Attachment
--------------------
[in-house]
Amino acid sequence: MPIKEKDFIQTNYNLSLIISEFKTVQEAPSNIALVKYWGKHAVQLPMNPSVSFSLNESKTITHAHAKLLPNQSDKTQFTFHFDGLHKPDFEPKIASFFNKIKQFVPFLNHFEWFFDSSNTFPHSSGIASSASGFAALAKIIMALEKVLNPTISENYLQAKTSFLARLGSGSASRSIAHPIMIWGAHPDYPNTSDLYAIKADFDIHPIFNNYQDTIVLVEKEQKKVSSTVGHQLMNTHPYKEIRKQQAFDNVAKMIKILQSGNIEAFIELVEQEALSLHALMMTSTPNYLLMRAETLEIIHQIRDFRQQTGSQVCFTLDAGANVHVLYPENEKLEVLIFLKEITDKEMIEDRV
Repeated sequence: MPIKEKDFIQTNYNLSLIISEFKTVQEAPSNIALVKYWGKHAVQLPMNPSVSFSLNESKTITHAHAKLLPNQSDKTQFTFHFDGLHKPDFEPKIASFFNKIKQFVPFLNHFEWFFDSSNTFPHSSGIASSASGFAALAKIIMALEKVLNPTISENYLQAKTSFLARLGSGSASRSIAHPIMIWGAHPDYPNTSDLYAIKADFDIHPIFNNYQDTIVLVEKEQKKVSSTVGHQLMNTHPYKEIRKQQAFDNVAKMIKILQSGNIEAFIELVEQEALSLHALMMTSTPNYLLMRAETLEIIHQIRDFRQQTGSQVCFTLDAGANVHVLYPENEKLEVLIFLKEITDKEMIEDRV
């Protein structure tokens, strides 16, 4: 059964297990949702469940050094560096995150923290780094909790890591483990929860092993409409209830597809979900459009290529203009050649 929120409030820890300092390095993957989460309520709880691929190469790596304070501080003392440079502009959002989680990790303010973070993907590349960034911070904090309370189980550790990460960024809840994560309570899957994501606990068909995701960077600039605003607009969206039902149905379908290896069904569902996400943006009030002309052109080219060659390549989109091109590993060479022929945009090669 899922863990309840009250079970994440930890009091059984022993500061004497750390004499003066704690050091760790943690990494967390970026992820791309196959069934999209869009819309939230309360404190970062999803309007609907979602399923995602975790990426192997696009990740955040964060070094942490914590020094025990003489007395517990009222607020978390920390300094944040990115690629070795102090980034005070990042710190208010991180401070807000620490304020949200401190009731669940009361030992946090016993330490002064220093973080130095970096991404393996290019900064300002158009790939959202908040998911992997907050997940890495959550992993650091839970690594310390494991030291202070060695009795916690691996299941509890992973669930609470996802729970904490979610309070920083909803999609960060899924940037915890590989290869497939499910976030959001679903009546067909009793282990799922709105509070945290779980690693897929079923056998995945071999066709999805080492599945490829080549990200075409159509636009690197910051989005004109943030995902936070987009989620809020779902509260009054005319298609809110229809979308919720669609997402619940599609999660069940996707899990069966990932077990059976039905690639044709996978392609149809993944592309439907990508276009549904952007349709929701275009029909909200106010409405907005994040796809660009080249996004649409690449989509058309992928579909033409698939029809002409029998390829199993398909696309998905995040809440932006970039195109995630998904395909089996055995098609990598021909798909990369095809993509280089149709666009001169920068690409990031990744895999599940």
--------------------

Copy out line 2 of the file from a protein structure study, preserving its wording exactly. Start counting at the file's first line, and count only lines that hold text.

Amino acid sequence: MPIKEKDFIQTNYNLSLIISEFKTVQEAPSNIALVKYWGKHAVQLPMNPSVSFSLNESKTITHAHAKLLPNQSDKTQFTFHFDGLHKPDFEPKIASFFNKIKQFVPFLNHFEWFFDSSNTFPHSSGIASSASGFAALAKIIMALEKVLNPTISENYLQAKTSFLARLGSGSASRSIAHPIMIWGAHPDYPNTSDLYAIKADFDIHPIFNNYQDTIVLVEKEQKKVSSTVGHQLMNTHPYKEIRKQQAFDNVAKMIKILQSGNIEAFIELVEQEALSLHALMMTSTPNYLLMRAETLEIIHQIRDFRQQTGSQVCFTLDAGANVHVLYPENEKLEVLIFLKEITDKEMIEDRV